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Message from ADB's President

Executive Summary and Recommendations
Jeffrey D. Sachs, Masahiro Kawai, Jong-Wha Lee, and Wing Thye Woo

Paper Summaries (full papers downloadable)

International Monetary Advisory Group

  1. Global Financial Crisis, its Impact on India and the Policy Response
    Nirupam Bajpai
  2. To What Extent Should Capital Flows be Regulated?
    Maria Socorro Gochoco-Bautista
  3. The Case for a Further Global Coordinated Fiscal Stimulus
    Willem Buiter
  4. Managing a Multiple Reserve Currency World
    Barry Eichengreen
  5. From the Chiang Mai Initiative to an Asian Monetary Fund
    Masahiro Kawai
  6. An Asian Currency Unit for Asian Monetary Integration
    Masahiro Kawai
  7. The International Monetary System at a Crossroad
    Felipe Larrain B.
  8. Towards a New Global Reserve System
    Joseph Stiglitz
  9. A Realistic Vision of Asian Economic Integration
    Wing Thye Woo
  10. An Asian Monetary Unit?
    Charles Wyplosz
  11. Will US fiscal Deficits Undermine the Role of the Dollar as Global Reserve Currency? If So, Should US Fiscal Policy be geared to Preserving the International Role of the Dollar?
    Yongding Yu

International Monetary Working Group

  1. International Reserves and Swap Lines: the Recent Experience
    Joshua Aizenman, Donghyun Park and Yothin Jinjarak
  2. The Future of the Global Reserve System
    Daniel Gros, Cinzia Alcidi, Anton Brender, and Florence Pisani
  3. Renminbi Policy and the Global Currency System
    Yiping Huang
  4. Will the Renminbi Emerge as an International Reserve Currency?
    Jong-Wha Lee
  5. Asia's Sovereign Wealth Funds and Reform of the Global Reserve System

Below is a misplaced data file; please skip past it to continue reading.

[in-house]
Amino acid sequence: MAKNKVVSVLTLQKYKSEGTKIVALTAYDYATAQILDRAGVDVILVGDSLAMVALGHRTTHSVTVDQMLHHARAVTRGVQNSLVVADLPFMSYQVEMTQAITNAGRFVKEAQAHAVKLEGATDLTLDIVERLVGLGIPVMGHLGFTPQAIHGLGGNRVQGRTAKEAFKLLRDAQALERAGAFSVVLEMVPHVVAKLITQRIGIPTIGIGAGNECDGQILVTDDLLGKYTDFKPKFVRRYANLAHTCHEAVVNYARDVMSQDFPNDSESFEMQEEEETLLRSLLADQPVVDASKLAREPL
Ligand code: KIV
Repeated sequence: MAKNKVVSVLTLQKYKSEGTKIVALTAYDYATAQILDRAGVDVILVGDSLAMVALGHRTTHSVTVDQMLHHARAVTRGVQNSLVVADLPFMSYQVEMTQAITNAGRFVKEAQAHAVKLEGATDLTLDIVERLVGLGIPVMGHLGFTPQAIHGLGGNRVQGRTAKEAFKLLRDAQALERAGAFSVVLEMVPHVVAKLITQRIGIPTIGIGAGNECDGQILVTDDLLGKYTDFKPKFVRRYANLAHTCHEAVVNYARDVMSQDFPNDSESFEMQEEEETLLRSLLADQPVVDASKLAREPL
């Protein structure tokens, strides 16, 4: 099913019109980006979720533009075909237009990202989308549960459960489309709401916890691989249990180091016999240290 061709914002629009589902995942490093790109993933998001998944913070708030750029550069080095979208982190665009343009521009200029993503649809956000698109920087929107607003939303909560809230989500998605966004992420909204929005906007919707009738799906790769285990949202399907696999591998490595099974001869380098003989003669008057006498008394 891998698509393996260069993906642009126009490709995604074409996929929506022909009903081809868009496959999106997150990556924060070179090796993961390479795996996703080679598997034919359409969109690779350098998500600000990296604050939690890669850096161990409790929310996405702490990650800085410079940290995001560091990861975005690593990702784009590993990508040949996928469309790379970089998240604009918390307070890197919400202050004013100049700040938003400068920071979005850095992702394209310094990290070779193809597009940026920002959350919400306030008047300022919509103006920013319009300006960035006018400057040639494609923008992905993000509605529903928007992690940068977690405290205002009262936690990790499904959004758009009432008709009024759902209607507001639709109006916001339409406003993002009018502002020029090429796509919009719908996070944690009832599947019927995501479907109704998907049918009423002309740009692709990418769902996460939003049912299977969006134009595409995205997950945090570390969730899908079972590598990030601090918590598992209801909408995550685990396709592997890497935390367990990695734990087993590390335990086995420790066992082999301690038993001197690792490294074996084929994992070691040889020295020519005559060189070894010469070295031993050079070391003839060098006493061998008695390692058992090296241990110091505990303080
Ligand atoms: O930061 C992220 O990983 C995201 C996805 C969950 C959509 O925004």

Donghyun Park and Andrew Rozanov
  6. Reforming International Monetary System
    Kanhaiya Singh
  7. Designing a Regional Surveillance Mechanism for East Asia: Lessons from IMF Surveillance
    Shinji Takagi

« 17. Reforming International Monetary System

18. Designing a Regional Surveillance Mechanism for East Asia: Lessons from IMF Surveillance

Shinji Takagi

The process is underway in East Asia to establish an independent surveillance unit to support decision-making in the Chiang Mai Initiative Multilateralization (CMIM). The paper reviews the principles of surveillance, discusses how they have applied to IMF surveillance in practice, and draws lessons for designing an effective regional surveillance mechanism. The need for such a mechanism in East Asia is both immediate and evolving. For the immediate need, surveillance must meet the operational requirements of the CMIM. At the same time, it must also respond to East Asia’s evolving need for a formal framework of policy dialogue and cooperation.

A review of the rich literature on IMF surveillance has identified at least five organizing principles for an effective regional surveillance mechanism, including: (i) clearly define the purpose of surveillance, (ii) centralize surveillance activities in a single organizational unit, (iii) use objective indicators to inform analysis, (iv) design the governance structure to ensure independence, and (v) provide analysis and recommendations directly to senior policymakers in order to exploit peer pressure.

Of these, defining the purpose of surveillance may be the most fundamental requirement for effective surveillance because agreement on the purpose presupposes the surrender by member governments of part of national sovereignty essential for successful policy cooperation. Peer pressure as the primary channel of influence does not preclude active engagement with the public because it is after all through the political process that policymakers are motivated to take action. The surveillance unit should therefore operate with the presumption that it makes a full and complete disclosure of any analysis, view, or information it possesses to the public except when privileged information is involved. To the extent that the quality of the people ultimately determines the quality of the outputs, it is paramount to staff the unit with competent professionals on the basis of merits alone.

« 17. Reforming International Monetary System